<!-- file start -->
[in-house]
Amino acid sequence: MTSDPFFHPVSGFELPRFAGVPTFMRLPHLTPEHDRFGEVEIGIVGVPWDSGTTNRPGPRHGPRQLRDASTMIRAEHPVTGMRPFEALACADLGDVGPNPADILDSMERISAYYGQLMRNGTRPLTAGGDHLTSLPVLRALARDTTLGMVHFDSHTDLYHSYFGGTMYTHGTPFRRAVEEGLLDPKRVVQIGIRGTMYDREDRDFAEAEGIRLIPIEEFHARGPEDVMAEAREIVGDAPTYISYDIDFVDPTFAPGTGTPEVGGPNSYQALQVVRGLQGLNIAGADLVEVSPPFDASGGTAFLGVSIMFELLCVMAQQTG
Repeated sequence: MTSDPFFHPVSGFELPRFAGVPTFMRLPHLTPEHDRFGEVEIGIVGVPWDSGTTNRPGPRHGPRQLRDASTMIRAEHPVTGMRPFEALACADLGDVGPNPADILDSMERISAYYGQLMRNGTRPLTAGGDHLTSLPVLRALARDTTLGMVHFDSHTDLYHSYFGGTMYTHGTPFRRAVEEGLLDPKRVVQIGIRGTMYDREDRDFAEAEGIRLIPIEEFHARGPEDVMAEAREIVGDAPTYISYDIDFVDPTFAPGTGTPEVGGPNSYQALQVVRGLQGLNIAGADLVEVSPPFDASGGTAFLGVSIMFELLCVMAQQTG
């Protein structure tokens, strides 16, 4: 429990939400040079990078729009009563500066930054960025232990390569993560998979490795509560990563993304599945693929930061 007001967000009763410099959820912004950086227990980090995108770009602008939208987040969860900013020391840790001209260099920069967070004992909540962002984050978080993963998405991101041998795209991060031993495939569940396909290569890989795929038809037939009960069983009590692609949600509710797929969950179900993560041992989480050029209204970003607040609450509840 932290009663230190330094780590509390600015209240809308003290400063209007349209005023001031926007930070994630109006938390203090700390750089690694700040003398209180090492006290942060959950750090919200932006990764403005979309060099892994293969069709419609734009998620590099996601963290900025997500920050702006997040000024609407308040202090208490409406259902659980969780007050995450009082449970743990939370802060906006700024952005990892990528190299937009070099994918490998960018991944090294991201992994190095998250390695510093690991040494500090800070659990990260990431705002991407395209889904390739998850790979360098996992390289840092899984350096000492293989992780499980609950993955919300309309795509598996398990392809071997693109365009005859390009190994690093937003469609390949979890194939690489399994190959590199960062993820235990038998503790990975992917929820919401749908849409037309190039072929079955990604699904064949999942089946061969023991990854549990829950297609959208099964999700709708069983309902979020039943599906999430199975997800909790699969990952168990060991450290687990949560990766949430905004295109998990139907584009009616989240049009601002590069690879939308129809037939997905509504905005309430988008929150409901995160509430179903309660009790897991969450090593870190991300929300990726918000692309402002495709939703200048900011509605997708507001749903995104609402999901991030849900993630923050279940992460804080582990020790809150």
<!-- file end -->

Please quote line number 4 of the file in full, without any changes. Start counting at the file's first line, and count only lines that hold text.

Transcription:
């Protein structure tokens, strides 16, 4: 429990939400040079990078729009009563500066930054960025232990390569993560998979490795509560990563993304599945693929930061 007001967000009763410099959820912004950086227990980090995108770009602008939208987040969860900013020391840790001209260099920069967070004992909540962002984050978080993963998405991101041998795209991060031993495939569940396909290569890989795929038809037939009960069983009590692609949600509710797929969950179900993560041992989480050029209204970003607040609450509840 932290009663230190330094780590509390600015209240809308003290400063209007349209005023001031926007930070994630109006938390203090700390750089690694700040003398209180090492006290942060959950750090919200932006990764403005979309060099892994293969069709419609734009998620590099996601963290900025997500920050702006997040000024609407308040202090208490409406259902659980969780007050995450009082449970743990939370802060906006700024952005990892990528190299937009070099994918490998960018991944090294991201992994190095998250390695510093690991040494500090800070659990990260990431705002991407395209889904390739998850790979360098996992390289840092899984350096000492293989992780499980609950993955919300309309795509598996398990392809071997693109365009005859390009190994690093937003469609390949979890194939690489399994190959590199960062993820235990038998503790990975992917929820919401749908849409037309190039072929079955990604699904064949999942089946061969023991990854549990829950297609959208099964999700709708069983309902979020039943599906999430199975997800909790699969990952168990060991450290687990949560990766949430905004295109998990139907584009009616989240049009601002590069690879939308129809037939997905509504905005309430988008929150409901995160509430179903309660009790897991969450090593870190991300929300990726918000692309402002495709939703200048900011509605997708507001749903995104609402999901991030849900993630923050279940992460804080582990020790809150």